Back in 2011, before gentrification had completely overrun the neighborhood, Silvia Inéz Salazar and her fellow tenants took collective control of their apartment complex. The organizing drive started because the rent-controlled building they lived in had fallen into disrepair. There were roach and rodent and bedbug infestations. The elevator was always breaking. And the landlord wouldn’t do a damn thing about it.
So the largely working-class residents of The Norwood, an 84-unit complex near Washington, DC’s Logan Circle, got together and began pressing the building’s owner to fix the problem. They formed a tenants’ association. They knocked on doors and recruited neighbors. They organized meetings in the building’s foyer that featured home-cooked food and theater productions put on by residents’ kids.
And though they never managed to make their landlord repair their building in a satisfactory fashion, they did something better. With the aid of tenants’-rights groups in the city, and support from a series of crucial local laws and loan programs, they acquired the property outright. They bought the building from their landlord and turned it into a low-cost co-op managed by people who had lived in the building for many years.
“The landlord would never fix anything, and we realized the only solution was to buy it ourselves,” says Salazar, a 47-year-old health researcher who was one of the leaders of the organizing drive. “From the moment we did, we’ve had a say over everything. Everything is done collectively.” Today the co-op is thriving—and it is insulating its owners from the rents that are inexorably rising outside their front door.
This small-scale collectivization of one community’s housing conditions, meanwhile, is no anomaly—at least not in Washington, DC, a city that has some of the most progressive tenants’-rights laws and housing programs in the country. One such law, the Tenant Opportunity to Purchase Act, or TOPA, which was passed some four decades ago, gives renters the first right to purchase the building they live in when it goes up for sale. Another program, called the Housing Production Trust Fund, offers tenants low-interest loans to purchase their buildings and turn them into co-ops. And, to make it all the more possible for tenants to take advantage of these laws, renters in Washington, DC, have a right to organize, as mandated by city law.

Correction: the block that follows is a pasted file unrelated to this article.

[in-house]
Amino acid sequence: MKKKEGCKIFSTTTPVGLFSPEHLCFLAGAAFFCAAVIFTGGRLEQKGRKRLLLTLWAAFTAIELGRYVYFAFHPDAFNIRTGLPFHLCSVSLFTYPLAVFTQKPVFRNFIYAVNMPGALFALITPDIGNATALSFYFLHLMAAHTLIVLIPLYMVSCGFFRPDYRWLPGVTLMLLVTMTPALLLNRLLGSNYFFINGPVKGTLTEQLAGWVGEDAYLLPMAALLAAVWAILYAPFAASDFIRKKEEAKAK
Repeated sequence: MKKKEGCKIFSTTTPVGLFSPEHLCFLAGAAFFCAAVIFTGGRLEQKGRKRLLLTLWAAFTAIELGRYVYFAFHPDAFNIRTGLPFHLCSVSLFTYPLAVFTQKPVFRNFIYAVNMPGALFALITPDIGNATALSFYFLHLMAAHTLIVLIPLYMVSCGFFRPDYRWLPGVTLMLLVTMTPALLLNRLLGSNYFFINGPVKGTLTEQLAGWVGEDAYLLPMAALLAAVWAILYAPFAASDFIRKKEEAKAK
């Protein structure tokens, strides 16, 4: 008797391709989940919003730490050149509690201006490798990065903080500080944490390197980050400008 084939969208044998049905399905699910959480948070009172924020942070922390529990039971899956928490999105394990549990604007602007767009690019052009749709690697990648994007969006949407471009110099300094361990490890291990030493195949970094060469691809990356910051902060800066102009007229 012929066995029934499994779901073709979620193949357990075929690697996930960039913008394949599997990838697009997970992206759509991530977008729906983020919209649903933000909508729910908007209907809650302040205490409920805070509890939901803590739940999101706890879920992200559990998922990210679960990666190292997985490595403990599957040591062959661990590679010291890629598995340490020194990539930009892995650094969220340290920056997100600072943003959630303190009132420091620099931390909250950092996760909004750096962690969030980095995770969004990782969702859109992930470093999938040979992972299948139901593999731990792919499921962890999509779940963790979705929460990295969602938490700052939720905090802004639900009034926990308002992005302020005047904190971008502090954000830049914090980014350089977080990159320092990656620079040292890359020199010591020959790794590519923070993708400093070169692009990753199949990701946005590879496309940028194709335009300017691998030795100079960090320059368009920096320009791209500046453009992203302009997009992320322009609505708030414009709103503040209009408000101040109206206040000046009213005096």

Together, this progressive housing regime has spurred the growth of a useful tool in the fight against gentrification and for affordable buildings in the city. It has created a constellation of limited-equity co-ops across the metropolitan area that enable renters to become owners and thereby ward off displacement at the hands of our country’s merciless real-estate market. It is an intriguing, though little-known, model that might be copied elsewhere to good effect.